Patrick O'Callaghan writes:
A script I'm writing needs to work out the target of a symbolic link, i.e. given: $ touch foo $ ln -s foo bar the function should print bar when given foo as a parameter. The manual says "ls -L" should do this, but it doesn't seem to work: $ touch foo $ ln -s foo bar $ ls -l foo bar lrwxrwxrwx 1 poc poc 3 Jun 19 21:32 bar -> foo -rw-rw-r-- 1 poc poc 0 Jun 19 21:32 foo $ ls -L bar bar (should give foo) Have I misunderstood what "ls -L" does?
Yes, you did. The description of the -L option reads: -L, --dereference when showing file information for a symbolic link, show informa- tion for the file the link references rather than for the link itselfHere "file information" means attributes like the modification time, the inode number, and such. A symbolic link has its own modification time, and inode number, that's separate from the referenced file's modification time and inode number. Normally, 'ls' shows you the symbolic link's "file information". The -L option displays, instead, the referenced's file's information.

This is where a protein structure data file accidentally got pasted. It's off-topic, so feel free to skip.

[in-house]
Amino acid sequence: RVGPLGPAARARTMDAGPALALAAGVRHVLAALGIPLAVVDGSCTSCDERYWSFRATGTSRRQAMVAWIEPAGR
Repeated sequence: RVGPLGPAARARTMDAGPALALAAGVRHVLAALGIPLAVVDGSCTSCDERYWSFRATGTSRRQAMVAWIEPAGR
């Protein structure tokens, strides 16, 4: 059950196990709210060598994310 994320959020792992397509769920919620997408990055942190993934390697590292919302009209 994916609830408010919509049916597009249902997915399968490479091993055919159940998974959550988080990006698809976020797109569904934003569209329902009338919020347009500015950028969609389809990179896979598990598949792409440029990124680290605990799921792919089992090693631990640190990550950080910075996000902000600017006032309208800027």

Is there a bug? And is there a better way of doing this?
If you want to read the contents of a symbolic link, from a shell script, use the "readlink" command.
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